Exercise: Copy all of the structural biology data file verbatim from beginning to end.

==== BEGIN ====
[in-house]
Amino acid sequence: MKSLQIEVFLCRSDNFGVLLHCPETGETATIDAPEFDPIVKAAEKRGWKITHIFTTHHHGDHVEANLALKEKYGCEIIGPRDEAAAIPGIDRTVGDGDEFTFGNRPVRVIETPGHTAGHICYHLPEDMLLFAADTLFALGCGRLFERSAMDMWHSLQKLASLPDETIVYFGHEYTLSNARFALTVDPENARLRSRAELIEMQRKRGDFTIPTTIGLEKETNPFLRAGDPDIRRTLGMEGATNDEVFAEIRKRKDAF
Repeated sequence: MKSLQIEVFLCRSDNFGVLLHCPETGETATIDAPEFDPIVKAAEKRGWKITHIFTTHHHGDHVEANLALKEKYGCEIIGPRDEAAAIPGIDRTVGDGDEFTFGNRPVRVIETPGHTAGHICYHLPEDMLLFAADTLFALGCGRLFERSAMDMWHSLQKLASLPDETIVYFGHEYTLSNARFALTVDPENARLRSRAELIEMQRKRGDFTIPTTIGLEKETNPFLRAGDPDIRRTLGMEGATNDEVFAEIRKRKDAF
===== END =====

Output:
[in-house]
Amino acid sequence: MKSLQIEVFLCRSDNFGVLLHCPETGETATIDAPEFDPIVKAAEKRGWKITHIFTTHHHGDHVEANLALKEKYGCEIIGPRDEAAAIPGIDRTVGDGDEFTFGNRPVRVIETPGHTAGHICYHLPEDMLLFAADTLFALGCGRLFERSAMDMWHSLQKLASLPDETIVYFGHEYTLSNARFALTVDPENARLRSRAELIEMQRKRGDFTIPTTIGLEKETNPFLRAGDPDIRRTLGMEGATNDEVFAEIRKRKDAF
Repeated sequence: MKSLQIEVFLCRSDNFGVLLHCPETGETATIDAPEFDPIVKAAEKRGWKITHIFTTHHHGDHVEANLALKEKYGCEIIGPRDEAAAIPGIDRTVGDGDEFTFGNRPVRVIETPGHTAGHICYHLPEDMLLFAADTLFALGCGRLFERSAMDMWHSLQKLASLPDETIVYFGHEYTLSNARFALTVDPENARLRSRAELIEMQRKRGDFTIPTTIGLEKETNPFLRAGDPDIRRTLGMEGATNDEVFAEIRKRKDAF